widg‧et /ˈwɪdʒɪt/ [wij-it] -noun: Pointless ramblings from the New Forest. Obviously complete & utter Rubbish. Why must I contibute to all this endless talk about me? My self-indulgent knees, spilling themselves all over the internet. Obviously i am Jon and his hair, I AM HIM!

Wednesday, December 31, 2008

Countdown to Ecstasy! (one)

Christmas is over and the geese are getting laid
Please to buy me prezzies cos I haven't been paid;
If you ain't got no prezzies then some money will do,
If you ain't got bugger all then piss off!

Los Campesiños!
Hold On Now, Youngster...

Ooh, slightly stunted and later than scheduled, we reach the brief pinnacle of my 'Year In Lists'. With their hand drawn artwork, wordy lyrics and flurry of seven inch singles, at first glance this many-headed Welsh, but not Welsh beast of a band recall the 80s golden years of do-it-yourself indie schmindie. But the useful difference is that everything seems so joyful, even when they're breathlessly shouting out their never ending stream of self-deprecating teenage angst. In amongst all that, there are healthy dose of annoyance (Don't Tell Me To Do The Math(s)), youthful hope (You! Me! Dancing!) and downright weirdness (This Is How You Spell, "Ha ha ha, We've Destroyed The Hopes And Dreams Of A Generation Of Faux-Romantics").

This punctuation loving combo (there's an exclamation mark, a comma and ellipsis on the cover alone) are full of exciting contradictions: taut but messy; tuneful yet shouty; both adult & childish; they have clanging guitars mixed with tinkly glockenspiel & folky violin; they can be deathly serious yet bladder-burstingly funny. Their wise, but silly, witty turns of phrase, with short stabs of petulance are the most exhilarating thing I've heard all year.

With two albums already under their belt this year (no matter how much they protest that the last one wasn't an album) I don't think we'll have to wait too long for their next exhuberent burst of brilliance. The future's bright, the future's shouty!

Friday, December 19, 2008

Countdown to Ecstasy! (two)

Apologies for the short delay, my saddlebags were encumbered by a gaggle of ailing cabin boys, escaping from the evil, self-proclaimed sexual enigma. With three heroic, swooping flails he was dispatched, only for me to find the overwhelming, misplaced sorrow of The Housewives Of A Certain Age guiltily bestraddling my seasonal throat like an ageing, foul-smelling Tonsillolith.

Neon Neon
Stainless Style

Gruff Rhys returns, this time with Boom Bip and a host of other guest stars in tow (Spank Rock, Yo Majesty, Cate Le Bon), to bring you the nylon-tastic story of disgraced car-nutter, John DeLorean. Yes, he of the ridiculous DMC-12, a car with wings that didn't take off, in either sense, later rehabilitated by Marty McFly; he of the shady business, creative accounting & drug trafficking entrapment fun that was all the rage when I was 5. The story of a much maligned man from a much maligned decade, the decade that taste forgot (if you listen to the propaganda, I'd plump for the 70s myself), set to a music using all the tricks & sounds of the era, but better than you ever remembered. Fast Cars, faster women, dream cars, hope & optimism, The Kids From Fame; this is the true essence of an idealised 80s, when it was shiny, new & day-glo, when it wasn't just a mess of big hair, leg warmers and obnoxious yuppies braying noisily on their humongous mobile phones.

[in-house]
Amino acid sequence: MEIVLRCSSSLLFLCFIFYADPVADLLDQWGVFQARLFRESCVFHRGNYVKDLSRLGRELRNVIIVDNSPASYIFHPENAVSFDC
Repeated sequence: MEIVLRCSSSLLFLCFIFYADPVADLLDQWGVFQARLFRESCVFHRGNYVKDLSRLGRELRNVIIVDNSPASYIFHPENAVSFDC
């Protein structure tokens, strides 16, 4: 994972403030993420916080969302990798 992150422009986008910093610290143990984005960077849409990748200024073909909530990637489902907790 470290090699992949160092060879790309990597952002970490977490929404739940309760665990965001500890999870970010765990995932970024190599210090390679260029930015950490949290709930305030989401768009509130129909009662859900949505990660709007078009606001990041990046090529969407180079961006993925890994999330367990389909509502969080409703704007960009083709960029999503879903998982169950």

We begin with 'Neon Theme', at first listen it sounds like the authentic sound of my childhood, a soundtrack to an unreleased Tron sequel from when the synthesiser was king. This sound cropped up in everyone's work in the 80s, from Eurovision winners to ex-Beatles to the heaviest of heavy metal bands, no one was left untainted. It now seems dated, but this is the perfect way to present this one man's vision of the future. And the thing is, the 80s were never this slick; no matter how much they wanted to be. When you listen back, it's never quite as gleaming and clean as you remember.

'Raquel' is named for Ms Welch, a previous conquest of Mr DeLorean. It starts with a joyously tinny drum machine, complete with fake cowbell & artificial handclaps; the sound that was all the rage in the clubs that I wasn't allowed to go to. I keep expecting a Gary Davis, Kid Jenson or Mike Reed-type to interject with a tired witticism, whilst wearing a cardigan of heavily made up girls around his shoulders.

'I Lust U' is a blatant Depeche Mode steal, but an electro-disco classic nonetheless, 'Belfast' is sadly not the exotic place previously immortalised in song by Boney M, but 'Trick For Treat' even manages to make Har Mar Superstar sound cool. In other words, an embarrassment of riches (a juicily apt summary, if I may say so), not a straight copy of a unfairly derrided oeuvre, nor a pastiche or a piss-take, but enhanced with a little perspective & humour. Messers Rhys & Bop have made a great album from artificial, outdated & cheesy parts, assembled in just the right way to give the illusion that the eighties was a time of hope & genius music (which, in part, it was).